The question arises whether it is possible to apply this provision in a situation where one of the roommates is infected with coronavirus or is subject to quarantine. The application of this regulation allows for termination of the lease agreement with immediate effect, which results from the legislator's weighing of two values - the principle that contracts should be kept and the principle of protection of human health and life - where he gave primacy to the latter. However, the question arises whether in such a situation we are actually dealing with a defect, and if so, what kind. The answer to this question is not obvious. Assuming that we are dealing with a defect, I would advocate considering it a physical defect, which was the purpose of introducing this provision. If there is a potentially infected person and a sick person in the premises at the same time, it becomes impossible to use the common areas of the premises, e.g. the kitchen, without being exposed to infection. At the same time, it is impossible to require a healthy person to leave the premises for 14 days while paying the rent. However, if there is an obligation to quarantine other household members, such a person will remain locked up for 14 days, possibly without the opportunity to work, which will lead to the loss of part of the salary. Therefore, it seems that such a justification for immediate termination of the lease agreement is not excluded, although perhaps a more appropriate claim would be to reduce the rent, with the proviso that when reducing the rent, the requirement is to limit the suitability of the item for use, while the above case concerns the complete impossibility of using it. from the premises.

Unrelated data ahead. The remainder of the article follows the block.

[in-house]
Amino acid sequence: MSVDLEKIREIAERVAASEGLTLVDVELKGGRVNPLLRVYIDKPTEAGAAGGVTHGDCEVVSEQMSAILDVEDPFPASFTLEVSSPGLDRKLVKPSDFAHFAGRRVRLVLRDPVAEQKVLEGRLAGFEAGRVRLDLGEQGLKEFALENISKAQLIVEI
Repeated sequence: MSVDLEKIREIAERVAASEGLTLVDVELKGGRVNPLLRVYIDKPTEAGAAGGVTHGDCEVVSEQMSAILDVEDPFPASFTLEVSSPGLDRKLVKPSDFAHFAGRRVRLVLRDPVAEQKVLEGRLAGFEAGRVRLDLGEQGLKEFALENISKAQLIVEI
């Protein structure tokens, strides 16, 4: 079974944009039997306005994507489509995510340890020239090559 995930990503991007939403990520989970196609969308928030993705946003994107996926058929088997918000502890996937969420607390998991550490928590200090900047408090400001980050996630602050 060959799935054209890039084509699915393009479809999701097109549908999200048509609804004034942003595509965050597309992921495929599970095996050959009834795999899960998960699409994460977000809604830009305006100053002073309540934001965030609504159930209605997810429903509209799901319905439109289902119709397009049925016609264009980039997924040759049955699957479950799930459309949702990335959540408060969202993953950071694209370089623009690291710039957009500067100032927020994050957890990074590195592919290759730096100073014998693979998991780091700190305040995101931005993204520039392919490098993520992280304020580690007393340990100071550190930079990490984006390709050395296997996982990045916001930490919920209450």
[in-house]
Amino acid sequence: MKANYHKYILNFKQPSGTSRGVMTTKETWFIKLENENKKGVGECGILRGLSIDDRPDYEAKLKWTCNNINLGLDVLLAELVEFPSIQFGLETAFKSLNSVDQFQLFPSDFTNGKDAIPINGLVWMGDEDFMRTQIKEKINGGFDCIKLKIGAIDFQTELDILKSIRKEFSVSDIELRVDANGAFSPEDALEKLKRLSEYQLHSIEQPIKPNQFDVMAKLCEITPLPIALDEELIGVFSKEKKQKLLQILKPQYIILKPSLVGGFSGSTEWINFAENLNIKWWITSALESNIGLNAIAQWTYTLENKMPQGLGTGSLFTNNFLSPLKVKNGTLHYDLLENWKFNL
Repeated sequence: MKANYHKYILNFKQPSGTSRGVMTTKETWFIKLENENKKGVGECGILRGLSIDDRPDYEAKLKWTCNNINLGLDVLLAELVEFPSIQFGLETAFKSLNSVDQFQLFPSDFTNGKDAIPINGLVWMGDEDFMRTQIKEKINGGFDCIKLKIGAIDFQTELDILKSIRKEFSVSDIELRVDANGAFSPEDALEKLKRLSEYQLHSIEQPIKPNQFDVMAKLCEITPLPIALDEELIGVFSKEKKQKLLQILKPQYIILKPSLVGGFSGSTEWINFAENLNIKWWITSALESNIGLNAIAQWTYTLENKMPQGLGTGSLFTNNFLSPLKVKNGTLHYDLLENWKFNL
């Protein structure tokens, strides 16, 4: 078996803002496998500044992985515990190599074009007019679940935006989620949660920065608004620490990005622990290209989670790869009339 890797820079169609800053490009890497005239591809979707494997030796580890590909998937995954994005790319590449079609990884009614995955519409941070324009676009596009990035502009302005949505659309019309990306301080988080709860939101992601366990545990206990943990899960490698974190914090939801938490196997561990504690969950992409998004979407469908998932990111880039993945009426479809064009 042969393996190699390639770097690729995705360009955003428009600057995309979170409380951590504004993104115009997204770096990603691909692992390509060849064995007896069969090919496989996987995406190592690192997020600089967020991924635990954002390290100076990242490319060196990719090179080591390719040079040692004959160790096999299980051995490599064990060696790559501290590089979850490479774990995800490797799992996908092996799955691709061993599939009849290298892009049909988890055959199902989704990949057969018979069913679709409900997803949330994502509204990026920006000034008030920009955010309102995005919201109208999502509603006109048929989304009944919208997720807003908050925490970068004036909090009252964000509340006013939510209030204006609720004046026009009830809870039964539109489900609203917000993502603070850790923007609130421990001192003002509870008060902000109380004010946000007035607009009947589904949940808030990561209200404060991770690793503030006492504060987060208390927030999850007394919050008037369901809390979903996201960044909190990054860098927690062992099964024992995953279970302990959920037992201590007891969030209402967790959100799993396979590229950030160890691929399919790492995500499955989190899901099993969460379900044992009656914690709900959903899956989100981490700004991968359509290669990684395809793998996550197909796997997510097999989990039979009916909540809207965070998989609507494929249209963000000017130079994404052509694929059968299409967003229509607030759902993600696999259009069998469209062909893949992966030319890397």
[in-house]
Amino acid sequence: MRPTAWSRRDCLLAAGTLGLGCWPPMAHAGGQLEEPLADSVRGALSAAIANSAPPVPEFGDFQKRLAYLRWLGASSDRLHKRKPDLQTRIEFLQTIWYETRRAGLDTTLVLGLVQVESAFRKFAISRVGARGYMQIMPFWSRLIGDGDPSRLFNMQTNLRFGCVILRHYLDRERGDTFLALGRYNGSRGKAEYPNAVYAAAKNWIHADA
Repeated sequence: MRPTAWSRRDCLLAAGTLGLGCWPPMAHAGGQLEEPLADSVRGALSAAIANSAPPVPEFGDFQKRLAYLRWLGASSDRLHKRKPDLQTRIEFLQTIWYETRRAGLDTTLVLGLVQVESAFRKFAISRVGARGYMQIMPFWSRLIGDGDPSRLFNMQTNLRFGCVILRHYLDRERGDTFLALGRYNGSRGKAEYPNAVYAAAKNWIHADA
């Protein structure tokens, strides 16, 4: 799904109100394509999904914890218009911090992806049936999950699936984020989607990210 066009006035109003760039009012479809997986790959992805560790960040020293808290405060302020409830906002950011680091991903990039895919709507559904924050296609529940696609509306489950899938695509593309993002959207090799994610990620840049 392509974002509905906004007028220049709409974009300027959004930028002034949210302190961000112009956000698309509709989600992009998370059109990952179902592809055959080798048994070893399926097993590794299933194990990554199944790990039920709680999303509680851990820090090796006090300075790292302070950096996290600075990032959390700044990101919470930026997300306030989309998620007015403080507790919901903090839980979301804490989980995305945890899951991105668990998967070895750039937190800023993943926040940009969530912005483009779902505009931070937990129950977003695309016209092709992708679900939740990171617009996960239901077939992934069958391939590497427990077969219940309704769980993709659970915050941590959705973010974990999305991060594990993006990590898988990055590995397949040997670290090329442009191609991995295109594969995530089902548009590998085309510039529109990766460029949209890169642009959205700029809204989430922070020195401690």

1. The defect does not pose a threat to health or life

art. 644 § 2 of the Civil Code "If, at the time of handing over to the tenant, the item had defects that prevent the use of the item as provided for in the contract, or if such defects arose later and the lessor, despite receiving notice, did not remove them in due time, or if the defects cannot be removed, the tenant may terminate the lease without notice. notice periods."